- How does it work?
- When will the SCfC program begin?
- Which communities will get the SCfC program?
- Find out more
- Program Guidelines
The Australian Government has made a 10-year commitment to work with Aboriginal people in the Northern Territory (NT) to build strong, independent lives, where communities, families and children are safe and healthy.
Stronger Communities for Children is part of Stronger Futures in the Northern Territory, a new $3.4 billion investment, and responds directly to what Aboriginal people in the NT told us is most important to them. Many people said they would like more help in improving the safety and wellbeing of children, young people and their families.
Through Stronger Futures, the Australian Government is improving and expanding the Communities for Children program to an additional 15 communities over the coming years. It currently exists in four communities in the NT - at Palmerston/Tiwi Islands, East Arnhem, Alice Springs and Katherine.
Through the new Stronger Communities for Children program, we will work with Aboriginal people and local organisations in communities to ensure families in remote parts of the NT are supported to make communities safer and healthier places for children to live.
How does it work?
Stronger Communities for Children involves a lead non-government organisation – a Facilitating Partner – working with a community to decide on the services most needed, and to make sure local services work together to support children and families in the community. They will then find suitable organisations to deliver services to the community.
The Government wants to make sure people in communities have a real say in what services they need and how they are delivered. Extra support will be provided for local Aboriginal organisations that already have strong ties with the community to ensure services are facilitated and delivered by local people as much as possible. It will also mean more local people are given the chance to get new skills and jobs through working for these organisations to help deliver services.
The types of services that could be delivered under the Stronger Communities for Children program are:
- leadership bush camps for youth (or other activities to make sure young people can stay connected to school)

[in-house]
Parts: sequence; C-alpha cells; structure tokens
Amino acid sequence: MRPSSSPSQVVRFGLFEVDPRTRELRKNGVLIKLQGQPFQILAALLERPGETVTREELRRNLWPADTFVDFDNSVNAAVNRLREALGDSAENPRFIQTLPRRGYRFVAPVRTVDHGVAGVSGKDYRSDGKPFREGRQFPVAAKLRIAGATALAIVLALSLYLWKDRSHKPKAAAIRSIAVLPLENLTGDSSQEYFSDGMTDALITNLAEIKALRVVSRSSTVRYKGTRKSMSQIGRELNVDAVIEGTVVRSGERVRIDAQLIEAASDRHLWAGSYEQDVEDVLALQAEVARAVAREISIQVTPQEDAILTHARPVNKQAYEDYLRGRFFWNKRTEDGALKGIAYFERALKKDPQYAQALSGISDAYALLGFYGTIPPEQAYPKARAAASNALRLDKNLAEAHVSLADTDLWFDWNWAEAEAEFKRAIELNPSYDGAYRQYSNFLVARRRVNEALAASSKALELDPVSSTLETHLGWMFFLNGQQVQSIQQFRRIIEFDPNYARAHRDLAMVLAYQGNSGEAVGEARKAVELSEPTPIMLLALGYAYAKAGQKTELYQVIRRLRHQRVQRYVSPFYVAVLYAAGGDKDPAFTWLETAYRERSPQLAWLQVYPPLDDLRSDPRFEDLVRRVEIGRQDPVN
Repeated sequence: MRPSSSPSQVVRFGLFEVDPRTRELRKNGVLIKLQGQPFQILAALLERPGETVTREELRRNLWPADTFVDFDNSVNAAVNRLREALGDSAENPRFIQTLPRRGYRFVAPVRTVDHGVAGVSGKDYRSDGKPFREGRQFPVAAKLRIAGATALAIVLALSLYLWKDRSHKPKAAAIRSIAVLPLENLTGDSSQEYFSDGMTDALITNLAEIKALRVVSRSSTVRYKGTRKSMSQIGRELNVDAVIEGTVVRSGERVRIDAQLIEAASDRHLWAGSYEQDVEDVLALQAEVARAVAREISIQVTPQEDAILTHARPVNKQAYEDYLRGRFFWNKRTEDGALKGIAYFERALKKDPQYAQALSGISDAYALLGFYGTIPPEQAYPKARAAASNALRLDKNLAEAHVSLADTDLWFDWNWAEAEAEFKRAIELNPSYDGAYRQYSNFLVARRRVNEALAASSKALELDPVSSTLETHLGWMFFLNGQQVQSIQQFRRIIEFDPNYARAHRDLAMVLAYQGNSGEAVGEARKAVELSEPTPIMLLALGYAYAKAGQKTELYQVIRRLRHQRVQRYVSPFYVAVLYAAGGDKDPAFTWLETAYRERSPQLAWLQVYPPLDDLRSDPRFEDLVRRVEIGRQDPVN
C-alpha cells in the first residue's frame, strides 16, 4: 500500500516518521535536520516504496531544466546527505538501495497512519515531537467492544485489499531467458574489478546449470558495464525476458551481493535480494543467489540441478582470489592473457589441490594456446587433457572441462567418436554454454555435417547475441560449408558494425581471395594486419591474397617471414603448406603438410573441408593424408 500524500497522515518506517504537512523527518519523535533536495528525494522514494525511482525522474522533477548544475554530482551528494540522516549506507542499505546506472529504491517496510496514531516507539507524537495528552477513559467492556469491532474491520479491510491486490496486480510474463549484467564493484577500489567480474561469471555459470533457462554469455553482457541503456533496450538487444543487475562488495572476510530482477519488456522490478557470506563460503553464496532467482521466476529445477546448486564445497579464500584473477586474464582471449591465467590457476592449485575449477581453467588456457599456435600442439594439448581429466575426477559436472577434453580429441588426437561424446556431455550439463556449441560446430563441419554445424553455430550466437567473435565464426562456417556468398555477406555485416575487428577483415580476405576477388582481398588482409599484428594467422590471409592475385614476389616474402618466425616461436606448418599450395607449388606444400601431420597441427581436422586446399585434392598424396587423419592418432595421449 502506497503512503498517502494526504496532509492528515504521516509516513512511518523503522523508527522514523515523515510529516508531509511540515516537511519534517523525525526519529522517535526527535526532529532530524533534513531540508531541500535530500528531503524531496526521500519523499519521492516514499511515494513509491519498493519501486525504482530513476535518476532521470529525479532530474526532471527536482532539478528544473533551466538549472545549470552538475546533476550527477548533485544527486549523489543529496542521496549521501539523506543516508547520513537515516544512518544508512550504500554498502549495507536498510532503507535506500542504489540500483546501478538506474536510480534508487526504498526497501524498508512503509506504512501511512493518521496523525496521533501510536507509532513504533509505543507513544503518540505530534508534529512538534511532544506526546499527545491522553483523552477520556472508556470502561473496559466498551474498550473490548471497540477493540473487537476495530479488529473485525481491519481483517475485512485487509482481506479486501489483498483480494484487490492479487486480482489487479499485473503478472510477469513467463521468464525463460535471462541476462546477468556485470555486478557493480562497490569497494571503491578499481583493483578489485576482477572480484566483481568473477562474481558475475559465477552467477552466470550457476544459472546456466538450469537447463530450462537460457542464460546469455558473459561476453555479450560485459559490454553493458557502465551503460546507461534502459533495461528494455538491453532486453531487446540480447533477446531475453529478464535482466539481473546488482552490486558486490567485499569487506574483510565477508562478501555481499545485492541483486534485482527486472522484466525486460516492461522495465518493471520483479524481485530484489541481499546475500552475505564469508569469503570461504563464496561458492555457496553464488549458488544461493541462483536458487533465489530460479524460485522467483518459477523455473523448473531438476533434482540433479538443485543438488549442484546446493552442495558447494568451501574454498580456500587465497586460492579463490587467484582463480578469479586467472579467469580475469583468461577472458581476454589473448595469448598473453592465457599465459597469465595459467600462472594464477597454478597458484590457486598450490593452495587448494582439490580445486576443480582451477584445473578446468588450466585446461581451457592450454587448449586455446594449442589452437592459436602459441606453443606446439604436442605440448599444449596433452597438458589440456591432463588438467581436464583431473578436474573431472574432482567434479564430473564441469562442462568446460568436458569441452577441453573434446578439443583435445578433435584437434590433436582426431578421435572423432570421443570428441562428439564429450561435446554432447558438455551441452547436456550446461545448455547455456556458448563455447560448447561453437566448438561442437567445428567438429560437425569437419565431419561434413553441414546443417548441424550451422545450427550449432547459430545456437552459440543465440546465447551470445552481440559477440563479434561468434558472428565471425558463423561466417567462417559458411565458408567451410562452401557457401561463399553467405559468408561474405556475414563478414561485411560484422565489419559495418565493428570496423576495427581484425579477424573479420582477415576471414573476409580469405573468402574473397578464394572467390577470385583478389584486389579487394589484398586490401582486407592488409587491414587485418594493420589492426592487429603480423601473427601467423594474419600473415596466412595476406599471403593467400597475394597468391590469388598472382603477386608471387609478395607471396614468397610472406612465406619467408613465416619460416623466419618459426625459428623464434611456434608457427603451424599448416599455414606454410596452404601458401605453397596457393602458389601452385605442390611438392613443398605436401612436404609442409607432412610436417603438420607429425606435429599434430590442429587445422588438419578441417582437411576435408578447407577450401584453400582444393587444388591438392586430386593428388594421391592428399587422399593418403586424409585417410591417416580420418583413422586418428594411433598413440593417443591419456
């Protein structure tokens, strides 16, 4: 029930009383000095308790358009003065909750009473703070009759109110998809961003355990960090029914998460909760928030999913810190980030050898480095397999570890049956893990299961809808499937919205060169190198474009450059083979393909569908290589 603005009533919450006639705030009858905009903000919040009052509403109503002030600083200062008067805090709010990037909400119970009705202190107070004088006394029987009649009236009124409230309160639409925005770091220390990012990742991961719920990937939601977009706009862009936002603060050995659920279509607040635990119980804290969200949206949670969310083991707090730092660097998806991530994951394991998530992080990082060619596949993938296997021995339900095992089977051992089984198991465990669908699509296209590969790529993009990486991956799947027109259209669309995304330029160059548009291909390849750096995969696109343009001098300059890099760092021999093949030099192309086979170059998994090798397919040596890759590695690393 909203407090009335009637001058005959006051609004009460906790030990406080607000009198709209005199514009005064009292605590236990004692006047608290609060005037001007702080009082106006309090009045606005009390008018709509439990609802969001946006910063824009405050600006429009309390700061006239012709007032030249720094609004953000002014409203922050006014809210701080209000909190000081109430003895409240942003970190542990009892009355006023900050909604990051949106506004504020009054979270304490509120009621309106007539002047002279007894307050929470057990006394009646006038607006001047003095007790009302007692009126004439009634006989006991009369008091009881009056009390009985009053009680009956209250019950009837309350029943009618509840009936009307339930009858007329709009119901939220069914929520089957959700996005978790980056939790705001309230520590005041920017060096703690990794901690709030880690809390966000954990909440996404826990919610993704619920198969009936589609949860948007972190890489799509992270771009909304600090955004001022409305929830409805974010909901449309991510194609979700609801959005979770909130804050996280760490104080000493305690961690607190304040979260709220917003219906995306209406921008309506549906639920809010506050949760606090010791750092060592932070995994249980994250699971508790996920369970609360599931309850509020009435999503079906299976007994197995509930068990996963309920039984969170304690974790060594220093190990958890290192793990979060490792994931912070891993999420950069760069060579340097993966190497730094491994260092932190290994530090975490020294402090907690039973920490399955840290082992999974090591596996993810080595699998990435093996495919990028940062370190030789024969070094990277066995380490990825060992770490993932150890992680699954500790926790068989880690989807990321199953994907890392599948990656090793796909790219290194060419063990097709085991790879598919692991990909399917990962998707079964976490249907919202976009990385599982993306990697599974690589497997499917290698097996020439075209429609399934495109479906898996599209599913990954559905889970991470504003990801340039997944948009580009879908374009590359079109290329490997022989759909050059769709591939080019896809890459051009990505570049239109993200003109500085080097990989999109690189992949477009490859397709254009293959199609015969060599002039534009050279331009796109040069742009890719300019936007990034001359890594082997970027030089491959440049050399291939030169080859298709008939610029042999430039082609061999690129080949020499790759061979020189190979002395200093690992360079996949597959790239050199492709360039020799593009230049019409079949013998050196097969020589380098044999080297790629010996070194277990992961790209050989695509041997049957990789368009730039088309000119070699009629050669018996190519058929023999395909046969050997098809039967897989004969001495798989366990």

- men’s and women’s leadership courses
- parenting seminars
- other activities aimed at improving the safety and wellbeing of children, young people and families.
More information on how the program works is available in the Program Guidelines
When will the SCfC program begin?
The new Stronger Communities for Children program will be up and running in five communities from July 2013. Another five communities are expected to implement the program from July 2014, with a further five communities selected to implement the program in the coming years.
Which communities will get the SCfC program?
In February 2013, the Department visited 10 communities in the NT to talk to them about being potential sites for the SCfC program and decide which communities were ready for the program in 2013.
These communities have been chosen based on an assessment of their need for the program and whether they are ready to run the program in this first phase.
During these visits, staff from FaHCSIA spoke to people about what is already in place in their community to support Stronger Communities for Children activities and services. It is important that there are good community structures, facilities, organisations and leadership groups available to run and support the program in the community. If a community has been considered for the SCfC program but is not ready to set up and run the services now, FaHCSIA will continue to work with community leaders and local organisations to help the community to build these structures to be ready for when the SCfC program is extended to more communities in 2014 and later years.
The first five communities to implement the SCfC program from July 2013 are Ngukurr, Santa Teresa, Ntaria (Hermannsburg), Wadeye and Galiwinku.
The next five communities to implement the SCfC program, currently scheduled from July 2014, are Gunbalanya, Lajamanu, Maningrida, Utopia Homelands and Engawala.
Other communities will also have an opportunity to implement the program over time. The Department will continue to work closely with key stakeholders to look at how the program is working, identify things that could improve and decide how best to select which communities to roll the SCfC program out in future years.
You can find out more about the Stronger Communities for Children program from the Program Guidelines or by emailing strongerCfC@dss.gov.au